(February 20, 2009) - As a result of the stimulus plan recently signed into law by President Obama, (the American Recovery and Reinvestment Act), the National Institutes of Health (NIH) will receive more than $10 billion in new funding over the next two years. With the increased prevalence of autism and a history of insufficient federal funding for autism research, Autism Speaks the largest autism science and advocacy organization in the country calls on the NIH to commit $100 million in funding for autism-specific research in each of the next two years. The new funding should focus on research into the causes of autism, new and enhanced treatment options, and improved methods of early diagnosis and intervention.
A $200 million commitment to autism research would amount to just two percent of this unexpected, new windfall for medical research, an amount that is certainly reasonable and appropriate considering both the need and the scientific opportunity. For too long, autism research has been grossly under funded at the federal level, said Geraldine Dawson, Ph.D., Autism Speaks Chief Science Officer. This is a prime opportunity to help remedy that discrepancy by dedicating a significant amount of new NIH funding to truly innovative and promising autism research. There are many beaker-ready research initiatives that merit this funding and hold tremendous promise for improving our understanding of autism and how to more effectively help individuals living with autism today. A significant infusion of NIH support will greatly accelerate the search for answers.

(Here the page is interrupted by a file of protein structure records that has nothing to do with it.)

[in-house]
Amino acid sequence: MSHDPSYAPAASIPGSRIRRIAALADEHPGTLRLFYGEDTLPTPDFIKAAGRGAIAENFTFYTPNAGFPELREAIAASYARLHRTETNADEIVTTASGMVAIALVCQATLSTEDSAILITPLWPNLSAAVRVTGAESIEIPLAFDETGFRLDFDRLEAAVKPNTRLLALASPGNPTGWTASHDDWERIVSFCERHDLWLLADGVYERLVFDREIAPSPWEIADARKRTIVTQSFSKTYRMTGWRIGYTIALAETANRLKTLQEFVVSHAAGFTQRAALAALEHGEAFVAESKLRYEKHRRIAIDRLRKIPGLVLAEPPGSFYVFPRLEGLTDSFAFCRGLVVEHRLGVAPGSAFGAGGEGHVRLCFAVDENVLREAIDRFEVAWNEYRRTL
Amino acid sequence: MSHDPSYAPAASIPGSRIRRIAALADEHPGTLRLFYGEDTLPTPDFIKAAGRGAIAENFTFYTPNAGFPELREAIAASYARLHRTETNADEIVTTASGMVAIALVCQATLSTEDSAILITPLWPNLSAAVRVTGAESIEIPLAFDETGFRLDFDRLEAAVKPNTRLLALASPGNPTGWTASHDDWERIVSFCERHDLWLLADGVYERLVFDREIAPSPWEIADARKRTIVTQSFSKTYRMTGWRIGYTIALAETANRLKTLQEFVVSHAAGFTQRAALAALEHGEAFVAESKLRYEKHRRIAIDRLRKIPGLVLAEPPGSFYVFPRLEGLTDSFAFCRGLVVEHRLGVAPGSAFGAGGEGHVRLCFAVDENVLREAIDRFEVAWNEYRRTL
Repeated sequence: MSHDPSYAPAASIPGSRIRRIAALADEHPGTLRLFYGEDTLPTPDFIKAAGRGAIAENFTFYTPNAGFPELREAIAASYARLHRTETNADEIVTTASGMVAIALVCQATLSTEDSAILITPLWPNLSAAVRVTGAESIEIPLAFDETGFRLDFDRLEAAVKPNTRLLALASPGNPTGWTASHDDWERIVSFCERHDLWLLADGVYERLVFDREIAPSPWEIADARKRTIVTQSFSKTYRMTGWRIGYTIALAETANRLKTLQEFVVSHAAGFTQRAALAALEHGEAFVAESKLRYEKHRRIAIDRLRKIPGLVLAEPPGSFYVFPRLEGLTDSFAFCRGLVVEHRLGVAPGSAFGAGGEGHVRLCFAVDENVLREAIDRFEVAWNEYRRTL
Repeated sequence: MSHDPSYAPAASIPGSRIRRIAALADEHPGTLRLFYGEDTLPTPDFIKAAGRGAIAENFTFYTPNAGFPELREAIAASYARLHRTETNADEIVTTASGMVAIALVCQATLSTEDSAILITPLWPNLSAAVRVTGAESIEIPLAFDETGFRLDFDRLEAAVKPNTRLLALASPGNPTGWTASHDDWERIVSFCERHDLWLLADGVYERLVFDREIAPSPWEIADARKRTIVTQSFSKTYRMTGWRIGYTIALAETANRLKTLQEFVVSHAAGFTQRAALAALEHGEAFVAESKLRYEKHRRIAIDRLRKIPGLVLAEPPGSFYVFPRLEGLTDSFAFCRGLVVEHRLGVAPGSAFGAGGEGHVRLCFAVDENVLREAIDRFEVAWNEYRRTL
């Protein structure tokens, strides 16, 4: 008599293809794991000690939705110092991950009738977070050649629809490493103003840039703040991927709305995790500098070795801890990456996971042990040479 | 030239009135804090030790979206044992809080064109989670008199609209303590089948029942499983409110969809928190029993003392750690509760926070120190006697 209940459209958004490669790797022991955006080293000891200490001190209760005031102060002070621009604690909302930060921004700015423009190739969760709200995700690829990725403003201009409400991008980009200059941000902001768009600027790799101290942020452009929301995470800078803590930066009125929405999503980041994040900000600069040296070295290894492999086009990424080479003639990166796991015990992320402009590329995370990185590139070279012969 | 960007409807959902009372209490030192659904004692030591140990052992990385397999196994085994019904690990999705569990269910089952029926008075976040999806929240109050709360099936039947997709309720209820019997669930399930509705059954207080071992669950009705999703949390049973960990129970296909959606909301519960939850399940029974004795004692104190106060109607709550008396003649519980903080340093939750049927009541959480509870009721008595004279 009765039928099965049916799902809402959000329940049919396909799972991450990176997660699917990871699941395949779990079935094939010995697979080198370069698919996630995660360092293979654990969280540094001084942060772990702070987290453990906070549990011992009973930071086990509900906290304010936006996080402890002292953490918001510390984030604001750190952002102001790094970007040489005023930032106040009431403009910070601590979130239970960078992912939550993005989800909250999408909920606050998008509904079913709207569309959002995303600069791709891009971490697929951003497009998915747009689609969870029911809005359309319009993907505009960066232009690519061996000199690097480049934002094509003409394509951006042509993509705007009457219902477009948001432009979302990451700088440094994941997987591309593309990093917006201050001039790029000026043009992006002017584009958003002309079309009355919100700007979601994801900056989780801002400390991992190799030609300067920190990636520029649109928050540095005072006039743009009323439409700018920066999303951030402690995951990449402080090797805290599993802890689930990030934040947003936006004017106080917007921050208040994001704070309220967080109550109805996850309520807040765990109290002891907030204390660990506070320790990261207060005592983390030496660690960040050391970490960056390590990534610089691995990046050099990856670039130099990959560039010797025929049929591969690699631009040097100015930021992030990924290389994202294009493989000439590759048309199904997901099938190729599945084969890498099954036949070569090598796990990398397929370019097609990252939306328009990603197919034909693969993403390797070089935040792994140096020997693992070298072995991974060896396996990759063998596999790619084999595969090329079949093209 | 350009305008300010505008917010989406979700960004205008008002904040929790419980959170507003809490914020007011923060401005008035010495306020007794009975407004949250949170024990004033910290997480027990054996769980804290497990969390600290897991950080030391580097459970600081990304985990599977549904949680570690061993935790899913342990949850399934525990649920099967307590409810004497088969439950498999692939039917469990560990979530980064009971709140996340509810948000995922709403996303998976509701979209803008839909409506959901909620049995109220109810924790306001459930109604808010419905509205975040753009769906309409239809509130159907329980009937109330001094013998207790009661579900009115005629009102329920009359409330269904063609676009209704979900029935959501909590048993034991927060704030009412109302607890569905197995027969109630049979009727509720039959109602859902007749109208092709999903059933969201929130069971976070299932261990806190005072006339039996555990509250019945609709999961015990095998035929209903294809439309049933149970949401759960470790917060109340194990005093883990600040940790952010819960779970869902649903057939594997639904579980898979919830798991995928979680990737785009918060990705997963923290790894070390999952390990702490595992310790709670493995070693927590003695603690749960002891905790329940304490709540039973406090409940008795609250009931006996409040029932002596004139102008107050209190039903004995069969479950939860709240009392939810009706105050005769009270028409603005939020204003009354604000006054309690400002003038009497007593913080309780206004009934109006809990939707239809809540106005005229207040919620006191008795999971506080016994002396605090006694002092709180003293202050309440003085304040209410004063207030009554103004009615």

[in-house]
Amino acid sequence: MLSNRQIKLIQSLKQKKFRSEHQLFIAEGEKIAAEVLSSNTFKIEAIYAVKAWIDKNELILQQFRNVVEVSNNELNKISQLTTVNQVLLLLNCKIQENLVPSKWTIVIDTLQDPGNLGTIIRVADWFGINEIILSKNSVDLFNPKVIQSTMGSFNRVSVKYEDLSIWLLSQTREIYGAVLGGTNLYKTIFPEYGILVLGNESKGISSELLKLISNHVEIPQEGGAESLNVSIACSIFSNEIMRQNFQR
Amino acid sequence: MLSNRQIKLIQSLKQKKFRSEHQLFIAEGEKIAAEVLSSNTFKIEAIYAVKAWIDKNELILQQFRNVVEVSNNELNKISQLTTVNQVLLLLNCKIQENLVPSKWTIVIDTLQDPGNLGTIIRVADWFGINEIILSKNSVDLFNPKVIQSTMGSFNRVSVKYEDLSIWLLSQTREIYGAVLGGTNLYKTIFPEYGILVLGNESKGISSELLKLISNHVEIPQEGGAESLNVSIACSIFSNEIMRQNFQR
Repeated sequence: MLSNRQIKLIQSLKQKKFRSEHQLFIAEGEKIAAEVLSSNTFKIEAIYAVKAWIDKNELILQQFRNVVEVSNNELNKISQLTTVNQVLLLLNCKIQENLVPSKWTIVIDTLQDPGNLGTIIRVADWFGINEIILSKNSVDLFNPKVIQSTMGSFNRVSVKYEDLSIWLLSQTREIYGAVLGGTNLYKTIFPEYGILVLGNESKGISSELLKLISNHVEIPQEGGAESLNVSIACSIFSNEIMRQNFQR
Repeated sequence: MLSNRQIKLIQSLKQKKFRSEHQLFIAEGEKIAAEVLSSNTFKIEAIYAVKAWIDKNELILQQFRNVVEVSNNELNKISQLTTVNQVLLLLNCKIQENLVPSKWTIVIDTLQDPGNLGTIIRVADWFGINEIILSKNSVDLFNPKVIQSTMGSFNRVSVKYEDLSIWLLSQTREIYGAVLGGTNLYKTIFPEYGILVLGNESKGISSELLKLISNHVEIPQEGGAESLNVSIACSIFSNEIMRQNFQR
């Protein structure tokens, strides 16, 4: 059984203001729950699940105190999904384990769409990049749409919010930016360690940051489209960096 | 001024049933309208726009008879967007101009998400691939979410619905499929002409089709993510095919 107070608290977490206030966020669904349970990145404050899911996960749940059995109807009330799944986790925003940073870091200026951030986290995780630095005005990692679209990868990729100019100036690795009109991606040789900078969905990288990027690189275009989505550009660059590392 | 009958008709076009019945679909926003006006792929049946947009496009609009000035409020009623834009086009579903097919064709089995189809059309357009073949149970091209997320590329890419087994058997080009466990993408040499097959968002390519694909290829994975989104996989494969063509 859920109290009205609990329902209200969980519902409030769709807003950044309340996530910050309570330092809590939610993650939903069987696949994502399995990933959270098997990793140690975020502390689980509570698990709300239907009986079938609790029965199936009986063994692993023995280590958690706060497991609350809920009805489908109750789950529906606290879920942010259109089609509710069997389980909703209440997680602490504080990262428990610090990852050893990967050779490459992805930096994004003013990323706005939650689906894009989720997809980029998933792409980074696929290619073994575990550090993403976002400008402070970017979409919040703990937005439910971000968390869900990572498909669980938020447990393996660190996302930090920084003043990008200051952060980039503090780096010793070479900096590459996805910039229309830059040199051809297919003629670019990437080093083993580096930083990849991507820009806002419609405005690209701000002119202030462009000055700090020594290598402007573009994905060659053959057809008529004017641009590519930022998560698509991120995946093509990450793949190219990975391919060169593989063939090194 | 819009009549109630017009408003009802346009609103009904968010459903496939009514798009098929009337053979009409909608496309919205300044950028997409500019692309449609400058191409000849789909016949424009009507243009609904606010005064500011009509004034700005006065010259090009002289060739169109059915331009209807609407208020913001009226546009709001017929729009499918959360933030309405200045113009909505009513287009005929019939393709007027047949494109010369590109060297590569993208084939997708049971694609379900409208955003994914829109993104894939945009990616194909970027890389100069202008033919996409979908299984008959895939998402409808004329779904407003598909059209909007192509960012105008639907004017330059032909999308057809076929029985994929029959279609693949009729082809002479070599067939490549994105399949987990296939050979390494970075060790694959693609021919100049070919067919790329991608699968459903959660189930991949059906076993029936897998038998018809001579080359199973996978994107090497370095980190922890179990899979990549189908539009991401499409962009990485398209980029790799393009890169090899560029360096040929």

"By allocating this significant amount of new research dollars to autism-related science, President Obama will be making an important down payment on fulfilling his campaign platform pledge to double research spending during his first term, and to increase the overall federal autism budget to $1 billion per year," said Bob Wright, Co-founder of Autism Speaks. "In light of the $35 billion annual public health cost of autism, this money would represent a relatively small investment that can potentially result in major long-term savings to our society."
Autism Speaks urges NIH to provide increased support for studies focused on identifying the genetic and environmental causes and development of effective treatments throughout the lifespan, as well as support for the creation of biorepositories, comparative effectiveness research, and fellowships.